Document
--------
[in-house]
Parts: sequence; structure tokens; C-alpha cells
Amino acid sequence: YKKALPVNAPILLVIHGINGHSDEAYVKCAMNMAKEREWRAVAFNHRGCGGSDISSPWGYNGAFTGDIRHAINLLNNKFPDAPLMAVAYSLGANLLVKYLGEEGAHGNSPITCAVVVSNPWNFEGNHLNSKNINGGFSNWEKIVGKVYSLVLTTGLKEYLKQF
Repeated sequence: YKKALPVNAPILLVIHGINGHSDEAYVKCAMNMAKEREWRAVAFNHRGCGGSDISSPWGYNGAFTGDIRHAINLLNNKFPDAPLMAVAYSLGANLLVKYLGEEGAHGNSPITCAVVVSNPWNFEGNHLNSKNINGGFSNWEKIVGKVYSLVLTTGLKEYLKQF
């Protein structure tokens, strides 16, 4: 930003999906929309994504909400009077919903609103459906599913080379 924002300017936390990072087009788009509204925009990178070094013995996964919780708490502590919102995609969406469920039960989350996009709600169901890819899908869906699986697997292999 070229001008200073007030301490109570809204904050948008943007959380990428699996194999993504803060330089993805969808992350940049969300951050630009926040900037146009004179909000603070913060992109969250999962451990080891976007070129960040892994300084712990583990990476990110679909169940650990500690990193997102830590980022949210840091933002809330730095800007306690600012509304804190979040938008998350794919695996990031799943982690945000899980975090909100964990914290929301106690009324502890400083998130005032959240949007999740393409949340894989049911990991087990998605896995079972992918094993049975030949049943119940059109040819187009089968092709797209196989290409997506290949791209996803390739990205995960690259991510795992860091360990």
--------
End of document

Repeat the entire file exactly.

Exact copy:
[in-house]
Parts: sequence; structure tokens; C-alpha cells
Amino acid sequence: YKKALPVNAPILLVIHGINGHSDEAYVKCAMNMAKEREWRAVAFNHRGCGGSDISSPWGYNGAFTGDIRHAINLLNNKFPDAPLMAVAYSLGANLLVKYLGEEGAHGNSPITCAVVVSNPWNFEGNHLNSKNINGGFSNWEKIVGKVYSLVLTTGLKEYLKQF
Repeated sequence: YKKALPVNAPILLVIHGINGHSDEAYVKCAMNMAKEREWRAVAFNHRGCGGSDISSPWGYNGAFTGDIRHAINLLNNKFPDAPLMAVAYSLGANLLVKYLGEEGAHGNSPITCAVVVSNPWNFEGNHLNSKNINGGFSNWEKIVGKVYSLVLTTGLKEYLKQF
């Protein structure tokens, strides 16, 4: 930003999906929309994504909400009077919903609103459906599913080379 924002300017936390990072087009788009509204925009990178070094013995996964919780708490502590919102995609969406469920039960989350996009709600169901890819899908869906699986697997292999 070229001008200073007030301490109570809204904050948008943007959380990428699996194999993504803060330089993805969808992350940049969300951050630009926040900037146009004179909000603070913060992109969250999962451990080891976007070129960040892994300084712990583990990476990110679909169940650990500690990193997102830590980022949210840091933002809330730095800007306690600012509304804190979040938008998350794919695996990031799943982690945000899980975090909100964990914290929301106690009324502890400083998130005032959240949007999740393409949340894989049911990991087990998605896995079972992918094993049975030949049943119940059109040819187009089968092709797209196989290409997506290949791209996803390739990205995960690259991510795992860091360990």